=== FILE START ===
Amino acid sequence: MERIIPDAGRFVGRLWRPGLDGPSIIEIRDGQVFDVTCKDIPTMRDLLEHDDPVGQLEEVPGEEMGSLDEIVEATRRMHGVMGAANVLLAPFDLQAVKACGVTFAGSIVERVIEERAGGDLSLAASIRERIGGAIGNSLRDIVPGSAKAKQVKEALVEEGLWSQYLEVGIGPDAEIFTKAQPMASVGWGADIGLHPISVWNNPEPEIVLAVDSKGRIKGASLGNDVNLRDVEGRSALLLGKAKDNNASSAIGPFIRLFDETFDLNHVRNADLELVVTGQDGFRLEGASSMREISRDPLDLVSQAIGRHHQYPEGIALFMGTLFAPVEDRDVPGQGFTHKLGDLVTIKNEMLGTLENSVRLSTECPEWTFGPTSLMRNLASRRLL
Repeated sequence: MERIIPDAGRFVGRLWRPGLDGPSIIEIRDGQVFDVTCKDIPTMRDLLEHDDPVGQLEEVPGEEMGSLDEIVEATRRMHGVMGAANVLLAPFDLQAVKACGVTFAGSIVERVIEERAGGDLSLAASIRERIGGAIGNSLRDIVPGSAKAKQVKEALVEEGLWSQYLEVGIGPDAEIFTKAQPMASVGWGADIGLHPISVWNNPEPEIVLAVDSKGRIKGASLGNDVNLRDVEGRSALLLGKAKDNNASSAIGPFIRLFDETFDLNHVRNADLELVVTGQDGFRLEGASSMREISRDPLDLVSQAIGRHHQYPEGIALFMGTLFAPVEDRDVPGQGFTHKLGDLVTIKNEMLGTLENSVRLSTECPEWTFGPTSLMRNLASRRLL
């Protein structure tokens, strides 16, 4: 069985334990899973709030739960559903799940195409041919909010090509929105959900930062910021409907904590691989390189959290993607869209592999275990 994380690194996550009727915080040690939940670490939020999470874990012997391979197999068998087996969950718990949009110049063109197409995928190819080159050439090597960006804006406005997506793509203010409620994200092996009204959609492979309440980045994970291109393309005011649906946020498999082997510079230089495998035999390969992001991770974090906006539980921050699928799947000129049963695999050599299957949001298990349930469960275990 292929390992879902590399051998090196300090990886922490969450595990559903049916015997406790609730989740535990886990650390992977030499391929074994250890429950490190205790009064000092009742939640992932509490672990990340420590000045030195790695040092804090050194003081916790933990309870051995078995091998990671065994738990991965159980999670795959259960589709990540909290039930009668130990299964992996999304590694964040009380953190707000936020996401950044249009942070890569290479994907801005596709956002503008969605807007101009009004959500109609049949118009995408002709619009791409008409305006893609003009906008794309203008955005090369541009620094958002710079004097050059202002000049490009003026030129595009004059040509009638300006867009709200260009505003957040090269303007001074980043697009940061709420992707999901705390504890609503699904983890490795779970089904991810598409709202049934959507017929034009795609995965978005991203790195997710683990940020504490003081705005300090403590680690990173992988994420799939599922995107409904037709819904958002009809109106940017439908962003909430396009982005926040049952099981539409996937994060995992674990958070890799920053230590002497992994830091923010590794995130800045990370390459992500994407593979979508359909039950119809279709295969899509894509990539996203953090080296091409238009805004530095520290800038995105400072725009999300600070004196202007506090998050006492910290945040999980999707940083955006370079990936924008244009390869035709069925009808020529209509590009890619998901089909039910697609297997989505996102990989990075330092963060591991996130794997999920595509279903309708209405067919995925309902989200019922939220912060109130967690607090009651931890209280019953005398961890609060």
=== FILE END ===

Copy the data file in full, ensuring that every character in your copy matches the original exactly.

Amino acid sequence: MERIIPDAGRFVGRLWRPGLDGPSIIEIRDGQVFDVTCKDIPTMRDLLEHDDPVGQLEEVPGEEMGSLDEIVEATRRMHGVMGAANVLLAPFDLQAVKACGVTFAGSIVERVIEERAGGDLSLAASIRERIGGAIGNSLRDIVPGSAKAKQVKEALVEEGLWSQYLEVGIGPDAEIFTKAQPMASVGWGADIGLHPISVWNNPEPEIVLAVDSKGRIKGASLGNDVNLRDVEGRSALLLGKAKDNNASSAIGPFIRLFDETFDLNHVRNADLELVVTGQDGFRLEGASSMREISRDPLDLVSQAIGRHHQYPEGIALFMGTLFAPVEDRDVPGQGFTHKLGDLVTIKNEMLGTLENSVRLSTECPEWTFGPTSLMRNLASRRLL
Repeated sequence: MERIIPDAGRFVGRLWRPGLDGPSIIEIRDGQVFDVTCKDIPTMRDLLEHDDPVGQLEEVPGEEMGSLDEIVEATRRMHGVMGAANVLLAPFDLQAVKACGVTFAGSIVERVIEERAGGDLSLAASIRERIGGAIGNSLRDIVPGSAKAKQVKEALVEEGLWSQYLEVGIGPDAEIFTKAQPMASVGWGADIGLHPISVWNNPEPEIVLAVDSKGRIKGASLGNDVNLRDVEGRSALLLGKAKDNNASSAIGPFIRLFDETFDLNHVRNADLELVVTGQDGFRLEGASSMREISRDPLDLVSQAIGRHHQYPEGIALFMGTLFAPVEDRDVPGQGFTHKLGDLVTIKNEMLGTLENSVRLSTECPEWTFGPTSLMRNLASRRLL
């Protein structure tokens, strides 16, 4: 069985334990899973709030739960559903799940195409041919909010090509929105959900930062910021409907904590691989390189959290993607869209592999275990 994380690194996550009727915080040690939940670490939020999470874990012997391979197999068998087996969950718990949009110049063109197409995928190819080159050439090597960006804006406005997506793509203010409620994200092996009204959609492979309440980045994970291109393309005011649906946020498999082997510079230089495998035999390969992001991770974090906006539980921050699928799947000129049963695999050599299957949001298990349930469960275990 292929390992879902590399051998090196300090990886922490969450595990559903049916015997406790609730989740535990886990650390992977030499391929074994250890429950490190205790009064000092009742939640992932509490672990990340420590000045030195790695040092804090050194003081916790933990309870051995078995091998990671065994738990991965159980999670795959259960589709990540909290039930009668130990299964992996999304590694964040009380953190707000936020996401950044249009942070890569290479994907801005596709956002503008969605807007101009009004959500109609049949118009995408002709619009791409008409305006893609003009906008794309203008955005090369541009620094958002710079004097050059202002000049490009003026030129595009004059040509009638300006867009709200260009505003957040090269303007001074980043697009940061709420992707999901705390504890609503699904983890490795779970089904991810598409709202049934959507017929034009795609995965978005991203790195997710683990940020504490003081705005300090403590680690990173992988994420799939599922995107409904037709819904958002009809109106940017439908962003909430396009982005926040049952099981539409996937994060995992674990958070890799920053230590002497992994830091923010590794995130800045990370390459992500994407593979979508359909039950119809279709295969899509894509990539996203953090080296091409238009805004530095520290800038995105400072725009999300600070004196202007506090998050006492910290945040999980999707940083955006370079990936924008244009390869035709069925009808020529209509590009890619998901089909039910697609297997989505996102990989990075330092963060591991996130794997999920595509279903309708209405067919995925309902989200019922939220912060109130967690607090009651931890209280019953005398961890609060």